Pathogenesis is thought to be a cascade of processes from insufficient mucociliary clearance leading to sinus colonisation and chronic inflammatory response. The patient may only have a mild symptom or be asymptomatic.
Commonly only a single sinus is affected with the predilection for the maxillary sinus followed by the sphenoid sinus. The frontal and ethmoid are less often affected. A clue to the diagnosis includes soft tissue density within the sinus with/without foci of calcific deposit. Postobstructive change may be observed if the mycetoma obstructs the sinus drainage pathway leading to partial or complete sinus opacification 2.
Evidence of chronic inflammation with sclerosis and thickening of the wall of the paranasal sinuses. Careful evaluation of the sinus cavity is prudent to exclude bone erosion that is not a feature of mycetoma / chronic fungal sinusitis rather a feature of acute invasive fungal sinusitis 2.
MRI signal characteristics of mycetomas reflect the internal content of the mycelia, vegetative part of a fungus consisting of a conglomerate of hyphae. This contains primarily carbohydrates with some glycoproteins, macromolecular proteins, and iron and manganese.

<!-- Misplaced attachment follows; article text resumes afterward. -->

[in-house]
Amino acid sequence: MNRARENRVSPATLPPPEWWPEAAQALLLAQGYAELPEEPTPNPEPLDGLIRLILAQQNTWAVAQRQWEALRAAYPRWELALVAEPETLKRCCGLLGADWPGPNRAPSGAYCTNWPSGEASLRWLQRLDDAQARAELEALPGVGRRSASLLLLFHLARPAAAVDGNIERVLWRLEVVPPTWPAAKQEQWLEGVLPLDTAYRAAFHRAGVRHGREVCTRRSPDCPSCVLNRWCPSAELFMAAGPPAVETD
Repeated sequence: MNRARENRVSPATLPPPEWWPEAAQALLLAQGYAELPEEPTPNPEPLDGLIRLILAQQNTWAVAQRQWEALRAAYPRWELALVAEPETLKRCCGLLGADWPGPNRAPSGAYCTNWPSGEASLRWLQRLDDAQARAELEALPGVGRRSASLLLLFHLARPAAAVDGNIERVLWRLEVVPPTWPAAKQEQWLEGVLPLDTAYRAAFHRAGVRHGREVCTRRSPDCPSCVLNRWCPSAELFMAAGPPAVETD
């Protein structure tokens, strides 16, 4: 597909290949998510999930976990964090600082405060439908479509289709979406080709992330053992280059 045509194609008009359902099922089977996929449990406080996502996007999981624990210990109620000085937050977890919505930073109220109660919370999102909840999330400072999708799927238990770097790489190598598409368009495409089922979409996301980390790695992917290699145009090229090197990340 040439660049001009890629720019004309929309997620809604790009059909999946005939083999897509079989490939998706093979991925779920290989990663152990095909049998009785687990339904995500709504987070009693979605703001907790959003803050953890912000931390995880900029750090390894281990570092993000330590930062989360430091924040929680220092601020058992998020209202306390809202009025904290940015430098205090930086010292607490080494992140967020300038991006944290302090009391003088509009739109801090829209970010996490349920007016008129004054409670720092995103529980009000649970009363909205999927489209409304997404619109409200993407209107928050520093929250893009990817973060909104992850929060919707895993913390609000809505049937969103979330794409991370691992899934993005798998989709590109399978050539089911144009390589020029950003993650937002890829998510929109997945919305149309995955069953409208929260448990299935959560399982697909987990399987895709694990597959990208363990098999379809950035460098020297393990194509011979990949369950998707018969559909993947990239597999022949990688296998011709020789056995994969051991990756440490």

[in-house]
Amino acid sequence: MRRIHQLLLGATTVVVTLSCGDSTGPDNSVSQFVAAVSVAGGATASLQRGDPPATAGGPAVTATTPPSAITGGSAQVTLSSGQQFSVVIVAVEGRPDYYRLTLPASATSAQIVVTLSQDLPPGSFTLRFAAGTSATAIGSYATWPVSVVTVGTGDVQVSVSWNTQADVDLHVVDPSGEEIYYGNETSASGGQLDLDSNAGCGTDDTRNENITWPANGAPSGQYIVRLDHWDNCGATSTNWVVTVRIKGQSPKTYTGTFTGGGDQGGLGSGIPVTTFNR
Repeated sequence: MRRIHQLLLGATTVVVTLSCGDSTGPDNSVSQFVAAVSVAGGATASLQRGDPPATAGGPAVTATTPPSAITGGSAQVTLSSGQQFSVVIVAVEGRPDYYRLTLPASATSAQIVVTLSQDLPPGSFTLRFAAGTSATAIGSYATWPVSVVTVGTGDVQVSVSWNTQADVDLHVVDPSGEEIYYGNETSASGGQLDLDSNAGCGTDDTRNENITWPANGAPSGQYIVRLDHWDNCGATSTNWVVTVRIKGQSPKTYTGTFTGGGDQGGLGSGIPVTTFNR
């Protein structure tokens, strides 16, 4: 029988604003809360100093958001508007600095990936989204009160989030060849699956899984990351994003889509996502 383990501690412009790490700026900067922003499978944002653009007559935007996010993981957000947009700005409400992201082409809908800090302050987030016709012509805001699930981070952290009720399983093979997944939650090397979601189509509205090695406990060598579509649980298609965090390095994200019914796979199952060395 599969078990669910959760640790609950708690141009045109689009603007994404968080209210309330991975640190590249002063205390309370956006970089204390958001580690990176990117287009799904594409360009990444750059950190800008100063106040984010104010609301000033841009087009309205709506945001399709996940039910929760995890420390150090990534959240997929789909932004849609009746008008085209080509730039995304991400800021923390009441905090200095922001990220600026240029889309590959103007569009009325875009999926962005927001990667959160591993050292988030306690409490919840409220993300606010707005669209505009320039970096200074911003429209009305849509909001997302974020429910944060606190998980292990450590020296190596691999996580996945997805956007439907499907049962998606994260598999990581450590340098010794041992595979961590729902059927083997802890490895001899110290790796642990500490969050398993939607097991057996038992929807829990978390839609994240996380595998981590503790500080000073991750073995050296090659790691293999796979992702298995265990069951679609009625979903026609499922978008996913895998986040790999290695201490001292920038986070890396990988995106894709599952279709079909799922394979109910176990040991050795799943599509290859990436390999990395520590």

- T1: low signal
- T2: low signal. The presences of paramagnetic elements further shorten the relaxation times, and this can be a highlight on the susceptibility weighted sequence 5
- T1 C+ (Gd): chronic inflammatory change of the sinus mucosa may enhance
- allergic fungal sinusitis
chronic invasive fungal sinusitis
- bone erosion
- soft tissue invasion
- immunocompromised patients
- paranasal sinus mucocoele
- sinonasal inverted papilloma
- inflammatory and infective conditions
- granulomatosis with polyangiitis (Wegener granulomatosis)
- paranasal sinus mucocoele
- silent sinus syndrome
- masses and neoplasms
- fibrous-osseous lesions
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